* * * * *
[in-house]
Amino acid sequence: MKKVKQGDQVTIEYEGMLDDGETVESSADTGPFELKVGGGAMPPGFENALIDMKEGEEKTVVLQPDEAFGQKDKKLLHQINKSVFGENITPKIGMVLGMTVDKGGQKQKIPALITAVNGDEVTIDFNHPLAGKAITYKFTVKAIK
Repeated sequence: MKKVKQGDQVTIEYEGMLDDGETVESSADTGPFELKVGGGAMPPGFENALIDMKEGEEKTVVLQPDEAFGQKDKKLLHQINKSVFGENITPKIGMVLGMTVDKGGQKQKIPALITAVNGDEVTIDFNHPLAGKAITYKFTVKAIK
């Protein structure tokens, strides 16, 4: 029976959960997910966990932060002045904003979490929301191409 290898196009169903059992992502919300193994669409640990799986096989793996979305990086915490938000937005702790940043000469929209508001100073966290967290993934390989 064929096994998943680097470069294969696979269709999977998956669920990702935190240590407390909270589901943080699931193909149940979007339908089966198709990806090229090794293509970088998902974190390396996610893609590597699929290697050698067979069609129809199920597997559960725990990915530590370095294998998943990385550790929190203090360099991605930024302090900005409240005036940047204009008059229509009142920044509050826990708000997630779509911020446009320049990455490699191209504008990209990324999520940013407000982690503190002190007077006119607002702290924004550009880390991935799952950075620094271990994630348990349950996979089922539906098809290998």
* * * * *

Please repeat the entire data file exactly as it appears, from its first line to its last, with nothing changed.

[in-house]
Amino acid sequence: MKKVKQGDQVTIEYEGMLDDGETVESSADTGPFELKVGGGAMPPGFENALIDMKEGEEKTVVLQPDEAFGQKDKKLLHQINKSVFGENITPKIGMVLGMTVDKGGQKQKIPALITAVNGDEVTIDFNHPLAGKAITYKFTVKAIK
Repeated sequence: MKKVKQGDQVTIEYEGMLDDGETVESSADTGPFELKVGGGAMPPGFENALIDMKEGEEKTVVLQPDEAFGQKDKKLLHQINKSVFGENITPKIGMVLGMTVDKGGQKQKIPALITAVNGDEVTIDFNHPLAGKAITYKFTVKAIK
């Protein structure tokens, strides 16, 4: 029976959960997910966990932060002045904003979490929301191409 290898196009169903059992992502919300193994669409640990799986096989793996979305990086915490938000937005702790940043000469929209508001100073966290967290993934390989 064929096994998943680097470069294969696979269709999977998956669920990702935190240590407390909270589901943080699931193909149940979007339908089966198709990806090229090794293509970088998902974190390396996610893609590597699929290697050698067979069609129809199920597997559960725990990915530590370095294998998943990385550790929190203090360099991605930024302090900005409240005036940047204009008059229509009142920044509050826990708000997630779509911020446009320049990455490699191209504008990209990324999520940013407000982690503190002190007077006119607002702290924004550009880390991935799952950075620094271990994630348990349950996979089922539906098809290998």